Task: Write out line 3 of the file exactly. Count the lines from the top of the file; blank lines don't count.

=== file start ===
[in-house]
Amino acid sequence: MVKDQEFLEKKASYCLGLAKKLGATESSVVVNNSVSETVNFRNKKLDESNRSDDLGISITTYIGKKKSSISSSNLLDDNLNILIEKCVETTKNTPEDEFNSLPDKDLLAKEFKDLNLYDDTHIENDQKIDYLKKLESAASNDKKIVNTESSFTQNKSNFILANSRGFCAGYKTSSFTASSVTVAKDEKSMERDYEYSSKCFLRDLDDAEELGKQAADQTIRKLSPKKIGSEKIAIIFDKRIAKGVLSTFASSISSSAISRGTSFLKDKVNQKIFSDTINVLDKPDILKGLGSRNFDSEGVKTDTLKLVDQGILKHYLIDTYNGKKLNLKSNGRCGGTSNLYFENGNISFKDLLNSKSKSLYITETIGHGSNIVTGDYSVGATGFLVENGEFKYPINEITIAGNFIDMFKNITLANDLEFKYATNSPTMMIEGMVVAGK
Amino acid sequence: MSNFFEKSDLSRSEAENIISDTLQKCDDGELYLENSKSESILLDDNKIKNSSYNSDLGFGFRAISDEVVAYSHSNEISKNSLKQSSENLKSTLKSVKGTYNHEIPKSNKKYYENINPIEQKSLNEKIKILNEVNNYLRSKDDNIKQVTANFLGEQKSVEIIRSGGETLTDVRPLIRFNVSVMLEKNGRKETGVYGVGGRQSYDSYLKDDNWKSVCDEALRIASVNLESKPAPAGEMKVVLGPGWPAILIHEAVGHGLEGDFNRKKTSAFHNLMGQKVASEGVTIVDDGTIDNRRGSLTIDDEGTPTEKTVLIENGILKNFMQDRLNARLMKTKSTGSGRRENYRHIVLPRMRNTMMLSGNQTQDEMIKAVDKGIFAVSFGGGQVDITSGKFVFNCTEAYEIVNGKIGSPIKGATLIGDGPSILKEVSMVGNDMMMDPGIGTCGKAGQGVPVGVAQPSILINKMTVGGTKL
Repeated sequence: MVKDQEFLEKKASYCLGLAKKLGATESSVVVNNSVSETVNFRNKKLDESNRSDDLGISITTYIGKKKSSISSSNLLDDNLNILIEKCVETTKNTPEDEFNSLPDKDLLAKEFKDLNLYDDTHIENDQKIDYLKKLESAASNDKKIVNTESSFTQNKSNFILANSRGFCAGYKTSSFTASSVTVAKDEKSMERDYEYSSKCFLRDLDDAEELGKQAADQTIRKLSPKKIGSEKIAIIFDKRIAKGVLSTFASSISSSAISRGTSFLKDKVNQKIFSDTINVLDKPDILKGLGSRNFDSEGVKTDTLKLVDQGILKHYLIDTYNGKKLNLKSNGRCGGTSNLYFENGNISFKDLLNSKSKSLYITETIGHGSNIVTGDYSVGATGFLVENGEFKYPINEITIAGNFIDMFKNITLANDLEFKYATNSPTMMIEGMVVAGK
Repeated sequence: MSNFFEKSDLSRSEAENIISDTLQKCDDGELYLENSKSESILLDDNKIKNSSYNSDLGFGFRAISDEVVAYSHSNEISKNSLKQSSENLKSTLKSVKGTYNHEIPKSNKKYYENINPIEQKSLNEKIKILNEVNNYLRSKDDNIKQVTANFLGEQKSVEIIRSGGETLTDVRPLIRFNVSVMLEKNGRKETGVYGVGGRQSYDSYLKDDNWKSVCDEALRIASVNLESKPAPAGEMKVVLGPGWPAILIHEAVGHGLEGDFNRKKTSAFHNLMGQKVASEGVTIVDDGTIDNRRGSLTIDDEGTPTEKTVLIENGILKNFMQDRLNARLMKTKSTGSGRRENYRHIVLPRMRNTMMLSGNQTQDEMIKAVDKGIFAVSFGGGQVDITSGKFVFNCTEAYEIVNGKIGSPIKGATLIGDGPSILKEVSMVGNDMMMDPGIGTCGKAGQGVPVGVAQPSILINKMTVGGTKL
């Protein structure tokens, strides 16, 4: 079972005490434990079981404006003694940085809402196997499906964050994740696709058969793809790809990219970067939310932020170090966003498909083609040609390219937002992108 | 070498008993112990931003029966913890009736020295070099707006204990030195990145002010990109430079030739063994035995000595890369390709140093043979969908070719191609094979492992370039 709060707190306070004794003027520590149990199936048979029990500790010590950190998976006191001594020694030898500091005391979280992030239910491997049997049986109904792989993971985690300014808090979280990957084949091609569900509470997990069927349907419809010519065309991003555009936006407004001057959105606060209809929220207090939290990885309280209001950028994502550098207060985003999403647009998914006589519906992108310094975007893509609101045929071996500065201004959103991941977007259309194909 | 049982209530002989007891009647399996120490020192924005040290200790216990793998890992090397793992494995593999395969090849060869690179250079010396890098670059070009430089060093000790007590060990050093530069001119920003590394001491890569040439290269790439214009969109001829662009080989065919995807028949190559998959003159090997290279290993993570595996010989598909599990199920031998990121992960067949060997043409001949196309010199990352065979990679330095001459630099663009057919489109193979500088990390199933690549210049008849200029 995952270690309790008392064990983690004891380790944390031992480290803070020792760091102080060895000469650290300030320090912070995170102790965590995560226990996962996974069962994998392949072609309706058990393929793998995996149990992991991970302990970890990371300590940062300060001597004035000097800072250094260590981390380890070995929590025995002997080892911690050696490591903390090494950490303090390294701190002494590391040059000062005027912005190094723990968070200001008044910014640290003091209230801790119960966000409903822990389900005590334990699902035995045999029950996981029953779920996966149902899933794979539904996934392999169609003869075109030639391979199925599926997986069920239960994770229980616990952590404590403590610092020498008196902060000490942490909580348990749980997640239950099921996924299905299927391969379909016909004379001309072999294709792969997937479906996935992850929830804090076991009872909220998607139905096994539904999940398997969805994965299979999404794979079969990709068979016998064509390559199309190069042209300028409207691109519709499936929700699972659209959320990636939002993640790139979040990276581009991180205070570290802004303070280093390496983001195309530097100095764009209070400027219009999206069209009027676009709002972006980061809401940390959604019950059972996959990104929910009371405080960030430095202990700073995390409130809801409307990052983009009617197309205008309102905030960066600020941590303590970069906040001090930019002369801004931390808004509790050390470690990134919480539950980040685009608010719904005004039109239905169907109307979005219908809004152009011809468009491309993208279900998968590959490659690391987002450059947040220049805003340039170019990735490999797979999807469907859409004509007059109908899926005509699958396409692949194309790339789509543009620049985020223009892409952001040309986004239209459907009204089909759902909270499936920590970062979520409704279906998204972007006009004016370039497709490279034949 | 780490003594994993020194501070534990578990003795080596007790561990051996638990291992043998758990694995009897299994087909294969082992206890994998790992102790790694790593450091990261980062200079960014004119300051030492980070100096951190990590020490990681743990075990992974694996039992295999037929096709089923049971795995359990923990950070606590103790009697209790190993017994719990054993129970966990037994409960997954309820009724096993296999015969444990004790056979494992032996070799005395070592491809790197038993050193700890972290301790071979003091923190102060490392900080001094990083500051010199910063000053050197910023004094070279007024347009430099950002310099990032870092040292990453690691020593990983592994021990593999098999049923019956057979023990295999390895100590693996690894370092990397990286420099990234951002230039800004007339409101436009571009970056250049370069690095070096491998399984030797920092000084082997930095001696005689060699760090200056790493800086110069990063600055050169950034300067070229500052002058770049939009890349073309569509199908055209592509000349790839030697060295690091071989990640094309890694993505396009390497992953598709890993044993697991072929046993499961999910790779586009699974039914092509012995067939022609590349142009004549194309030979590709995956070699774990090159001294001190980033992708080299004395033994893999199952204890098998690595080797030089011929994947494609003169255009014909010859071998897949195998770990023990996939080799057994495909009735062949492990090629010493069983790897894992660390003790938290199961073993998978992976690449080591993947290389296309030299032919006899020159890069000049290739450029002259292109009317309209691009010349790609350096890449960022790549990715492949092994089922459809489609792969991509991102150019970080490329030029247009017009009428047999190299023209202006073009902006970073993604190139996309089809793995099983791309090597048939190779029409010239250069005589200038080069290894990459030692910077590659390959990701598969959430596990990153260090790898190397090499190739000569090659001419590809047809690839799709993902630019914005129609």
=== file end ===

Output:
Amino acid sequence: MSNFFEKSDLSRSEAENIISDTLQKCDDGELYLENSKSESILLDDNKIKNSSYNSDLGFGFRAISDEVVAYSHSNEISKNSLKQSSENLKSTLKSVKGTYNHEIPKSNKKYYENINPIEQKSLNEKIKILNEVNNYLRSKDDNIKQVTANFLGEQKSVEIIRSGGETLTDVRPLIRFNVSVMLEKNGRKETGVYGVGGRQSYDSYLKDDNWKSVCDEALRIASVNLESKPAPAGEMKVVLGPGWPAILIHEAVGHGLEGDFNRKKTSAFHNLMGQKVASEGVTIVDDGTIDNRRGSLTIDDEGTPTEKTVLIENGILKNFMQDRLNARLMKTKSTGSGRRENYRHIVLPRMRNTMMLSGNQTQDEMIKAVDKGIFAVSFGGGQVDITSGKFVFNCTEAYEIVNGKIGSPIKGATLIGDGPSILKEVSMVGNDMMMDPGIGTCGKAGQGVPVGVAQPSILINKMTVGGTKL